Motion Tracking for Medical Imaging: A Non-Visible Structured Light Tracking Approach

Publication: Research - peer-reviewJournal article – Annual report year: 2012

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Motion Tracking for Medical Imaging: A Non-Visible Structured Light Tracking Approach. / Olesen, Oline Vinter; Paulsen, Rasmus Reinhold; Højgaard, Liselotte; Roed, Bjarne; Larsen, Rasmus.

In: I E E E Transactions on Medical Imaging, Vol. 31, No. 1, 2012, p. 79-87.

Publication: Research - peer-reviewJournal article – Annual report year: 2012

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Bibtex

@article{131733fab9b3489d8d45d97d9f7eb517,
title = "Motion Tracking for Medical Imaging: A Non-Visible Structured Light Tracking Approach",
keywords = "Structured light system, Positron emission tomography, Stereo vision, Stereo image processing, Motion estimation",
publisher = "I E E E",
author = "Olesen, {Oline Vinter} and Paulsen, {Rasmus Reinhold} and Liselotte Højgaard and Bjarne Roed and Rasmus Larsen",
year = "2012",
doi = "10.1109/TMI.2011.2165157",
volume = "31",
number = "1",
pages = "79--87",
journal = "I E E E Transactions on Medical Imaging",
issn = "0278-0062",

}

RIS

TY - JOUR

T1 - Motion Tracking for Medical Imaging: A Non-Visible Structured Light Tracking Approach

A1 - Olesen,Oline Vinter

A1 - Paulsen,Rasmus Reinhold

A1 - Højgaard,Liselotte

A1 - Roed,Bjarne

A1 - Larsen,Rasmus

AU - Olesen,Oline Vinter

AU - Paulsen,Rasmus Reinhold

AU - Højgaard,Liselotte

AU - Roed,Bjarne

AU - Larsen,Rasmus

PB - I E E E

PY - 2012

Y1 - 2012

N2 - We present a system for head motion tracking in 3D brain imaging. The system is based on facial surface reconstruction and tracking using a structured light (SL) scanning principle. The system is designed to fit into narrow 3D medical scanner geometries limiting the field of view. It is tested in a clinical setting on the high resolution research tomograph (HRRT), Siemens PET scanner with a head phantom and volunteers. The SL system is compared to a commercial optical tracking system, the Polaris Vicra system, from NDI based on translatory and rotary ground truth motions of the head phantom. The accuracy of the systems was similar, with root-mean-square (RMS) errors of 0.09 ◦ for 20 ◦ axial rotations, and RMS errors of 0.24 mm for 25 mm translations. Tests were made using 1) a light emitting diode (LED) based miniaturized video projector, the Pico projector from Texas Instruments, and 2) a customized version of this projector replacing a visible light LED with a 850 nm near infrared LED. The latter system does not provide additional discomfort by visible light projection into the patient’s eyes. The main advantage over existing head motion tracking devices, including the Polaris Vicra system, is that it is not necessary to place markers on the patient. This provides a simpler workflow and eliminates uncertainties related to marker attachment and stability. We show proof of concept of a marker less tracking system especially designed for clinical use with promising results.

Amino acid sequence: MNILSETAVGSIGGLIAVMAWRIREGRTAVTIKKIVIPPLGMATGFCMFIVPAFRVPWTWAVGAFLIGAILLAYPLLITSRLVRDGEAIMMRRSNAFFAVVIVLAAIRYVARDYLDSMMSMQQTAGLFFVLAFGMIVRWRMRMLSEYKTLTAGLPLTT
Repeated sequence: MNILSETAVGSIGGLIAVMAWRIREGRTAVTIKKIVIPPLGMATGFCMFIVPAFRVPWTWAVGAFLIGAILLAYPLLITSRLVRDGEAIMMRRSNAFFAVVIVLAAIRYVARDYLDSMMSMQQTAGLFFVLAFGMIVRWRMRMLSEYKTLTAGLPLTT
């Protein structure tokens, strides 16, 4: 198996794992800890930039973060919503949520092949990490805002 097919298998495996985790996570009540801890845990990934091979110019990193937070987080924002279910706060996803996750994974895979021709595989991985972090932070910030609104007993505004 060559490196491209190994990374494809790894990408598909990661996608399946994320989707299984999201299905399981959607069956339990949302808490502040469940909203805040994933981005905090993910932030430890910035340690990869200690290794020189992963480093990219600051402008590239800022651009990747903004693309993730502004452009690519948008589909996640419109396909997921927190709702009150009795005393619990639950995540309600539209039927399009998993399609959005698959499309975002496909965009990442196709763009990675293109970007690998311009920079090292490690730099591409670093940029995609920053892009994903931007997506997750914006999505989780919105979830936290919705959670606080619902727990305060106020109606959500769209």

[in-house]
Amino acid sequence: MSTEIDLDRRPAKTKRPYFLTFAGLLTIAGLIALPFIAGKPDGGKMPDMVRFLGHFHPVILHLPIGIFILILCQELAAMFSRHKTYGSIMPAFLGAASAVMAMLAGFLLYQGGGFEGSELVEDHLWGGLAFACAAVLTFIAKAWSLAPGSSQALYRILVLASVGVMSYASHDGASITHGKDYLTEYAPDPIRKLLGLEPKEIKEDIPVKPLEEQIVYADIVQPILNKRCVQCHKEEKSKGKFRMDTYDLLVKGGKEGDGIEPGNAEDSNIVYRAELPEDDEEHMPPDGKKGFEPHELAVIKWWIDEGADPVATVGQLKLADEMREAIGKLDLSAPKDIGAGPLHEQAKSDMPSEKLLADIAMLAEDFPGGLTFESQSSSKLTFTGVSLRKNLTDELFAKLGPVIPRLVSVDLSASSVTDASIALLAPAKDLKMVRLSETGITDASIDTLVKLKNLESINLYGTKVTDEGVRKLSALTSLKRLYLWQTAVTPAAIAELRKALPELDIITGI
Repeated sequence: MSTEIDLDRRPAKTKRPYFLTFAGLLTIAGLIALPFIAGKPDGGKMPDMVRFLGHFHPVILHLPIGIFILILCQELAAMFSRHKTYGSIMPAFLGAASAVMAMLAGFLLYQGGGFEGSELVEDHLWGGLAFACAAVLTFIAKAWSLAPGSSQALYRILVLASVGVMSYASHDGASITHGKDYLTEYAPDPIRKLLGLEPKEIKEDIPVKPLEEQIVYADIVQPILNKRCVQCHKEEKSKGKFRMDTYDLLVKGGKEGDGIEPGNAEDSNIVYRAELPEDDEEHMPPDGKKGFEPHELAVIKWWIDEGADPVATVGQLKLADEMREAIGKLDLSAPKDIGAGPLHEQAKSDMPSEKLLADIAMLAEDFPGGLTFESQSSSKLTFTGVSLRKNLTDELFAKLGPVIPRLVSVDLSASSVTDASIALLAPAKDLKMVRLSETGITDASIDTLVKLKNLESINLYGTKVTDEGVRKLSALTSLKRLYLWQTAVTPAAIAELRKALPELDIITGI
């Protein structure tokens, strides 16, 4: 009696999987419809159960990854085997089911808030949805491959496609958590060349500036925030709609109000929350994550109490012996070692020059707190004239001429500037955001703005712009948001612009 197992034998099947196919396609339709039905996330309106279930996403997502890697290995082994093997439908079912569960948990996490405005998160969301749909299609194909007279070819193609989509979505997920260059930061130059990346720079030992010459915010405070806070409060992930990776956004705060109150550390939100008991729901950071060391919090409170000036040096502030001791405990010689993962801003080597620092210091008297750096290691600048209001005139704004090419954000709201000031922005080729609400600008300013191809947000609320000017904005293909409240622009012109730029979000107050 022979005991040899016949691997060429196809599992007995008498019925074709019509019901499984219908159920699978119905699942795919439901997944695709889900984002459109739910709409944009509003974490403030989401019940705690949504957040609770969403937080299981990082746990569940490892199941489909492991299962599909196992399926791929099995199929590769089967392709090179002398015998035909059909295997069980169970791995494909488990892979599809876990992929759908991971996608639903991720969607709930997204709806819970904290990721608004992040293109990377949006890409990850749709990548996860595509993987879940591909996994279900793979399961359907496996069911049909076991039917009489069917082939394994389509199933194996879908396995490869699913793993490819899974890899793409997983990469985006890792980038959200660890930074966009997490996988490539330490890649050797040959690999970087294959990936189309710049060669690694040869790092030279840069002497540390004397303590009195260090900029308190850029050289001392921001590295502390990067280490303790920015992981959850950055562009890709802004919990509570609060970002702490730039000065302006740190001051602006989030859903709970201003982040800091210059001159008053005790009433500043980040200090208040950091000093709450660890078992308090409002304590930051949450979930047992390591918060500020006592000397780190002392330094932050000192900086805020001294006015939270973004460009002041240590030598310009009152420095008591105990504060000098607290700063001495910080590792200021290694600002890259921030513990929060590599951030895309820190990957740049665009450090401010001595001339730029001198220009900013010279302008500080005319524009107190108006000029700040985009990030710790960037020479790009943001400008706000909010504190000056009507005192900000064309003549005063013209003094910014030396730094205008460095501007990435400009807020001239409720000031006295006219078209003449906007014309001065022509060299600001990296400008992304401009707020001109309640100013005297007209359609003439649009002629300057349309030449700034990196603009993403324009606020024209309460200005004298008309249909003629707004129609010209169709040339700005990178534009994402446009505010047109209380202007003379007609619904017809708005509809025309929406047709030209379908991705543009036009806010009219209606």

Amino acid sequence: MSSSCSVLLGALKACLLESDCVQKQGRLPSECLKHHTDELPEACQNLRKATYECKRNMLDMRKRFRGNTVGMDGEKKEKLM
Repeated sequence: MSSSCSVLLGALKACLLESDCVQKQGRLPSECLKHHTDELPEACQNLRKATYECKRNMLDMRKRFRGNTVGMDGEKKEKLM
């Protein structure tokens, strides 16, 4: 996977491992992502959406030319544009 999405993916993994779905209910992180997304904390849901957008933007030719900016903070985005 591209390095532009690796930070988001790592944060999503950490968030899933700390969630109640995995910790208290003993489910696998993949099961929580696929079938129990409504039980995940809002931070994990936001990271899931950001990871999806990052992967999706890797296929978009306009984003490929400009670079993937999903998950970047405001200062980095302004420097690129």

AB - We present a system for head motion tracking in 3D brain imaging. The system is based on facial surface reconstruction and tracking using a structured light (SL) scanning principle. The system is designed to fit into narrow 3D medical scanner geometries limiting the field of view. It is tested in a clinical setting on the high resolution research tomograph (HRRT), Siemens PET scanner with a head phantom and volunteers. The SL system is compared to a commercial optical tracking system, the Polaris Vicra system, from NDI based on translatory and rotary ground truth motions of the head phantom. The accuracy of the systems was similar, with root-mean-square (RMS) errors of 0.09 ◦ for 20 ◦ axial rotations, and RMS errors of 0.24 mm for 25 mm translations. Tests were made using 1) a light emitting diode (LED) based miniaturized video projector, the Pico projector from Texas Instruments, and 2) a customized version of this projector replacing a visible light LED with a 850 nm near infrared LED. The latter system does not provide additional discomfort by visible light projection into the patient’s eyes. The main advantage over existing head motion tracking devices, including the Polaris Vicra system, is that it is not necessary to place markers on the patient. This provides a simpler workflow and eliminates uncertainties related to marker attachment and stability. We show proof of concept of a marker less tracking system especially designed for clinical use with promising results.

KW - Structured light system

KW - Positron emission tomography

KW - Stereo vision

KW - Stereo image processing

KW - Motion estimation

U2 - 10.1109/TMI.2011.2165157

DO - 10.1109/TMI.2011.2165157

JO - I E E E Transactions on Medical Imaging

JF - I E E E Transactions on Medical Imaging

SN - 0278-0062

IS - 1

VL - 31

SP - 79

EP - 87

ER -